The Internet Is Not Some Giant Living In The Hillside Coming Down To Visit The Townspeople

I’ve seen a bit of end-of-year commentary recently saying things along the line of “let’s take the internet back” “the internet in 2013 was awful” “in 2014 we fix the internet” etc. and it kind of baffles me because it represents a fundamental misunderstanding of what the internet is, and exacerbates the very problems people want to address.

The internet is not the problem. Twitter is not the problem. They possibly don’t help the problems, as medium they are not passive etc. and they shape and form the messages transmitted, but in the end we’re the problem.

In the opening to his classic album “Black On Both Sides” Mos Def says the following:

People be askin me all the time
“Yo Mos, what’s gettin ready to happen with Hip-Hop?”
(Where do you think Hip-Hop is goin?)
I tell em, “You know what’s gonna happen with Hip-Hop?
Whatever’s happening with us”
If we smoked out, Hip-Hop is gonna be smoked out
If we doin alright, Hip-Hop is gonna be doin alright
People talk about Hip-Hop like it’s some giant livin in the hillside
Comin down to visit the townspeople
We are Hip-Hop
Me, you, everybody, we are Hip-Hop

I think you can use the exact same argument about “the internet”. “If we doin’ alright, the internet is gonna be doin’ alright”. If “the internet” seems like a shitty, broken place, it’s because the world is a shitty broken place. But the place to start fixing it, isn’t the network, it’s the nodes that make up the network. It’s us. Racism, misogyny, violence, hatred, are problems we have as people. They are not problems of the internet.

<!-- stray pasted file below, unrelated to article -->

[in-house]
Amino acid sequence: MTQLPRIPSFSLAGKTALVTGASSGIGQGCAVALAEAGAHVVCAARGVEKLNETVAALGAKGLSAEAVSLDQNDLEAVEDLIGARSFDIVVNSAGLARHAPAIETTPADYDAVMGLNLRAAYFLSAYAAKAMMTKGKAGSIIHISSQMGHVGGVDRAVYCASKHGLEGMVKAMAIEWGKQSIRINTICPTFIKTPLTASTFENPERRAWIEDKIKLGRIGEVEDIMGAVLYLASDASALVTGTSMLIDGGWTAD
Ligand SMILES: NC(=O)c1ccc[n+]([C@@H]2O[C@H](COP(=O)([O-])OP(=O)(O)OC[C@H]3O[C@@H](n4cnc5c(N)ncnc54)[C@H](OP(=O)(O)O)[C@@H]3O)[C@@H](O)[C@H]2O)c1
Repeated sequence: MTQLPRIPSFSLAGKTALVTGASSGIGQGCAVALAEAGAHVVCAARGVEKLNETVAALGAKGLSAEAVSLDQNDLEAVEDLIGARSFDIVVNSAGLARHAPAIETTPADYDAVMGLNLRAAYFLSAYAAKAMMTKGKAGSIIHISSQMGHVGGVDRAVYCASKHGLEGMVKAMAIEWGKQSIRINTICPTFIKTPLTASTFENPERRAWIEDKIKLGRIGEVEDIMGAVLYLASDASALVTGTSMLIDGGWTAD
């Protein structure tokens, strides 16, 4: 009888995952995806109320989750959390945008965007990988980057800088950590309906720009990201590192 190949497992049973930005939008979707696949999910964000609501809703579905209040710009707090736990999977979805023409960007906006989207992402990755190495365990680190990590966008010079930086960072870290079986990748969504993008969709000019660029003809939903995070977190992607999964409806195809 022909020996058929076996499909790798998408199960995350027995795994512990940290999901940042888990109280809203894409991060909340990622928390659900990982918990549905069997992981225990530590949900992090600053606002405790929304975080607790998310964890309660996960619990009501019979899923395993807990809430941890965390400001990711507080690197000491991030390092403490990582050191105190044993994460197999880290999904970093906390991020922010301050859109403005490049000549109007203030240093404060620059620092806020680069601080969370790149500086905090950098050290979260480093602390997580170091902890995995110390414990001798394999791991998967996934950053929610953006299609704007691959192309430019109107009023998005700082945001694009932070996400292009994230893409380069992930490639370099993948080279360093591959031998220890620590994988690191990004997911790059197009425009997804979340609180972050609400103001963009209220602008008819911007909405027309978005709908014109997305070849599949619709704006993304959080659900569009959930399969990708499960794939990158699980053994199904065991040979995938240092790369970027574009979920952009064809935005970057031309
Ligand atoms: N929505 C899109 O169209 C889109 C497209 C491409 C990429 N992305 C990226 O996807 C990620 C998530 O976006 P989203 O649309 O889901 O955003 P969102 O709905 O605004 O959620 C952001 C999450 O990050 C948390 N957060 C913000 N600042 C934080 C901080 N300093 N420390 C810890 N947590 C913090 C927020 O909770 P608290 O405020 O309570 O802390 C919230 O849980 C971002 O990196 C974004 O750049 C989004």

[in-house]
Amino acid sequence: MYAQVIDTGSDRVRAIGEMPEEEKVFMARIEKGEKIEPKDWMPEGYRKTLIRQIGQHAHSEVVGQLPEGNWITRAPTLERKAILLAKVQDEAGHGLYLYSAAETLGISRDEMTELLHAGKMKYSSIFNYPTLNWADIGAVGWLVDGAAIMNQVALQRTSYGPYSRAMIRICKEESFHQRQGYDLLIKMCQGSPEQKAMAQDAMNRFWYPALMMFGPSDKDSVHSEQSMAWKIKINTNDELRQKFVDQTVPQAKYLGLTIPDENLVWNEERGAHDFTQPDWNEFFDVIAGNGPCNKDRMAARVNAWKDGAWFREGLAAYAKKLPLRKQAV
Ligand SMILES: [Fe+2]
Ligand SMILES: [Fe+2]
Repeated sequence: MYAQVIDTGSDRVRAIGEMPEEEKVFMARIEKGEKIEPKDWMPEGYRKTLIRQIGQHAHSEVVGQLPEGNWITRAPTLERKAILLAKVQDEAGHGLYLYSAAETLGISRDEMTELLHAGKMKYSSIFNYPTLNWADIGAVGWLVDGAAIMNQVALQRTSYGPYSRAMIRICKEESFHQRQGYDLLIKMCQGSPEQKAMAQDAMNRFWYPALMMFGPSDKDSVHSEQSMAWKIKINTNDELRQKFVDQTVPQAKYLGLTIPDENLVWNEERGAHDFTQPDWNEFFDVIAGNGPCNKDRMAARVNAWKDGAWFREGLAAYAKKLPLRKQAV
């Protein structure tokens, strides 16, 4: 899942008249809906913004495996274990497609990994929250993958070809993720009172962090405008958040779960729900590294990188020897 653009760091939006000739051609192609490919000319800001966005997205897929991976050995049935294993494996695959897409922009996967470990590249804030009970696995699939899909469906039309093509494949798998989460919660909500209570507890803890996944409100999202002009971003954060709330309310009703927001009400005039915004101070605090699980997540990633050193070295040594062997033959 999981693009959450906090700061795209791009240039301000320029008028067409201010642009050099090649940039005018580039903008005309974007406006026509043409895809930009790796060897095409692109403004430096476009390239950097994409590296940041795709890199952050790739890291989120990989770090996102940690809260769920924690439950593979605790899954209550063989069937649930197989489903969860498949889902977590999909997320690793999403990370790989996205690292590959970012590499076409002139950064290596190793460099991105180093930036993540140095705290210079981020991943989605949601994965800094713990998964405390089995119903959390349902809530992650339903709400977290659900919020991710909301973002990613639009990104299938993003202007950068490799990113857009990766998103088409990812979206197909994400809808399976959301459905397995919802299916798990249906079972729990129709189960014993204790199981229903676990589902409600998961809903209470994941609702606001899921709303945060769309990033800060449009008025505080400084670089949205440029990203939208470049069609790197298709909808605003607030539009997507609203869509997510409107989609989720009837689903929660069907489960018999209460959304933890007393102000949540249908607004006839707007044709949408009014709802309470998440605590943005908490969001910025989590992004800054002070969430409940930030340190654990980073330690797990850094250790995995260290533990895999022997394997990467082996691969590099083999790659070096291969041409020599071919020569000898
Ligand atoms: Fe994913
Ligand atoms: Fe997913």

The network has problems itself; but again these problems are caused by the people on the network. It’s controlled by massive corporations and all watched over by state security agencies because we’re controlled by massive corporations and all watched over by state security agencies.

To say “let’s fix the internet in 2014” is to say “let’s fix human society in 2014”. That’s fine, that’s worthy, but it’s not easy and you have to remind yourself what the real problem is. And, like the network, I believe you can’t fix it until you start fixing the individual nodes. And that means ourselves.

“What’s gonna happen with hip-hop?
Whatever’s happening with us?”


In response to it being named as the Oxford Word of the Year, the Irish Times ran a piece today on the phenomenon of ‘selfies’ that in its vague emptiness sums up the silly furore over the word. The article argues that the ‘selfie’ is the most appropriate – or “depressing” – “symbol of the kind of society we have become” that “sums up our age of narcissism”. But Jennifer O’Connell never really explains how this act (of taking a picture of yourself) points to this grave social illness, or how the ‘selfie’ is in any way a new activity.

People, with the means, have been commissioning self-portraits of some manner for centuries. All that has changed is that the means to do so (and broadcast) have become readily available to the masses. If ‘selfies’ tell us anything, its that the means of production of self-portraiture have been acquired by all, not just the elite. That in itself might be interesting, but it shows us that the ‘narcissism’ (if it’s true) has always been there.